Walking away from intimate partner violence can be incredibly difficult for those who feel like they’re “stuck” in an abusive relationship

I have been a victim of numerous domestic violence incidents throughout my life. Intimate partner violence is defined as domestic violence that happens between romantic partners. This includes (but is not limited to): sexual abuse, physical abuse, financial abuse, verbal abuse, psychological abuse, emotional abuse, etc.

Countless times I have been told by people “Just walk away” (friends and family alike). I hate this phrase, with a passion. Especially if the victim has PTSD/CPTD and/or anxiety problems, this can feel like it’s damn near impossible to do. Physically, it is simple. Gather your things in bags, put your hand on that doorknob, get in your car, and drive like Hell away from your abuser. But nothing is ever really that simple, is it?

Imagine the house is suddenly on fire. Imagine there’s your worst fear constantly nipping at your heals. One wrong move, and you are dead. This is what it feels like for people who feel like they are “trapped” in a domestic abuse relationship. Many are also victims of what’s known as “pathological shaming” by others (or they end up doing it to themselves). Pathological shaming is bringing up on a regular basis how you are “ashamed of someone” or putting the blame on them for doing something that they “should” be doing. Pathological shaming often has the opposite effect on the purpose of who is being shamed. Instead of being motivated to do something, it becomes demotivating.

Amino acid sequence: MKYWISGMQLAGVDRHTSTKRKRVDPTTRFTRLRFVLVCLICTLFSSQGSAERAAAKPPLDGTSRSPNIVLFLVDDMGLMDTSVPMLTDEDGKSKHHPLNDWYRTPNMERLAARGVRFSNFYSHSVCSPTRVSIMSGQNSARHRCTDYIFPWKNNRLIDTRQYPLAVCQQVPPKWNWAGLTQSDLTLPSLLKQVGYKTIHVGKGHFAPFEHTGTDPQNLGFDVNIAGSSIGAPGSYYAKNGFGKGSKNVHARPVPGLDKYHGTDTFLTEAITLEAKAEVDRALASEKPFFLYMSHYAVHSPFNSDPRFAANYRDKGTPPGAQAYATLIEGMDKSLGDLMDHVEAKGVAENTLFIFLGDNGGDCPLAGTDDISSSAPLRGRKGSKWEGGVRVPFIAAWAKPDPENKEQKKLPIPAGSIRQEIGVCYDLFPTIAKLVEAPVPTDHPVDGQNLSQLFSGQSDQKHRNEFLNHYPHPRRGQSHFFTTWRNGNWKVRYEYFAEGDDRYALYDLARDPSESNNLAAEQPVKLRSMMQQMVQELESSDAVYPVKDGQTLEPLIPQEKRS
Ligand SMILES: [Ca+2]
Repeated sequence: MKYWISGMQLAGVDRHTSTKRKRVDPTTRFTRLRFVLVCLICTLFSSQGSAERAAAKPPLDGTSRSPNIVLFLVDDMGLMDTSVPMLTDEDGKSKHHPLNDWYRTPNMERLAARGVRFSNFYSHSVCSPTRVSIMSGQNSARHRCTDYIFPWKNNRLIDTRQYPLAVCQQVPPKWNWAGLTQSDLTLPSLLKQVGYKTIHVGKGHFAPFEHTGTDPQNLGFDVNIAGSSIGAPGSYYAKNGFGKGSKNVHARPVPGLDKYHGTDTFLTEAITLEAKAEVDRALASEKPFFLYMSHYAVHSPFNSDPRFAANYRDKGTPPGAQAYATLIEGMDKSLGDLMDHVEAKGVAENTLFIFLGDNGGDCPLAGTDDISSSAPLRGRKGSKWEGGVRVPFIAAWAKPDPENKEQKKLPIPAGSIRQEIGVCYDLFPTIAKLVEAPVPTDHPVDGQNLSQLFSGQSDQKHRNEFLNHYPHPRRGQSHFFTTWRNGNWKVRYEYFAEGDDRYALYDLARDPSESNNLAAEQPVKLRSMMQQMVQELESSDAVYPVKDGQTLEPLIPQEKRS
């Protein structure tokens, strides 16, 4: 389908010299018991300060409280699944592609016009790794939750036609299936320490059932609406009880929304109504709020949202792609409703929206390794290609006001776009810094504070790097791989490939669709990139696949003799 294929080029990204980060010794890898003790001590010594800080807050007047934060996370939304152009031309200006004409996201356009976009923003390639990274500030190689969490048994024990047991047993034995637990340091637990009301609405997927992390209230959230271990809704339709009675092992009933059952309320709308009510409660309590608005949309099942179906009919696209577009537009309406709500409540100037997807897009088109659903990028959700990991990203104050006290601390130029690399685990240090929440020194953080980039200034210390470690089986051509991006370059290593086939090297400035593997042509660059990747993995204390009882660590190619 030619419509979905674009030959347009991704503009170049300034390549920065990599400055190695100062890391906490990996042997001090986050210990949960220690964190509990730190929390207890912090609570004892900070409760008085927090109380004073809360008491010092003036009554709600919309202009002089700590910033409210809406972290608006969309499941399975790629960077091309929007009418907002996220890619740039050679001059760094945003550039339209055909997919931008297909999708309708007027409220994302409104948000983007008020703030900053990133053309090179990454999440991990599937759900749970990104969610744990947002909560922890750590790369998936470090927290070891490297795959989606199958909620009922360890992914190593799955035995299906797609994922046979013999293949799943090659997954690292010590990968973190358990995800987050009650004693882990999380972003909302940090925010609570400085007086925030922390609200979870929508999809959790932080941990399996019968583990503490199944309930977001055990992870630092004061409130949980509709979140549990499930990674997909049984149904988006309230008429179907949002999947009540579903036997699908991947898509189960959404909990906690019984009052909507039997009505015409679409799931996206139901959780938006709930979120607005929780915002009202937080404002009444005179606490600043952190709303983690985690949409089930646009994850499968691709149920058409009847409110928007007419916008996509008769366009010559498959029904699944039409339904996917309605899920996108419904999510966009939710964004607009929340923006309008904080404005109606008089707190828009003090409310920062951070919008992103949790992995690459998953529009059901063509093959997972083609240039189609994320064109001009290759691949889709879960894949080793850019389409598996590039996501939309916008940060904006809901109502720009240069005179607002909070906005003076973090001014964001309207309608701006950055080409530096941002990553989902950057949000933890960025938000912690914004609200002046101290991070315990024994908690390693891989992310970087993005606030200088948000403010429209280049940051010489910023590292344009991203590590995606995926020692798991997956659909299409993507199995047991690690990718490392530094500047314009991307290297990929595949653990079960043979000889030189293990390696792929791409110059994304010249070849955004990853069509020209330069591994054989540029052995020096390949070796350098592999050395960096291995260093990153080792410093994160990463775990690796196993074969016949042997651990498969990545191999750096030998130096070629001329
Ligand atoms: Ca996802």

There are a thousand and one reasons why abuse victims stay with their abusers in intimate partner relationships. This includes things like fear of financial debt/ruin; fear of the romantic partner hurting/killing pets, friends, or family members; fear of not being able to stand on their own two feet because they relied on the abuser to build a foundation in life; among so many other legitimate fears.

Statistics show it often takes an abuse victim multiple attempts to pull a successful “escape”. Professionally, we are not well built to handle abuse victims. If an abuse victim ends up in the hospital because their romantic partner physically beat them, then by law the hospital (if told by the abuse victim of how the body injuries actually occurred) must report the abuser. The abuser can easily “skip town” or the moment the victim gets out? They get killed. If asked “do you feel safe at home”, unless the abuse victim is actually in the process of getting away from their victim, they are likely not going to answer “no, I am scared of the people I live with”. The doctors I have worked with in the past have completely agreed with me about this.

Yes, time is of the essence for abuse victims to get away from their abuser. However, we as a society need to stop pathologically shaming abuse victims because they are just going to feel more “stuck” in these abusive relationships.

If you are someone you know are involved in a domestic abuse relationship, here are some resources that can help!

I’m a queer adopted healthcare worker who writers in their spare time. I have a MPH degree.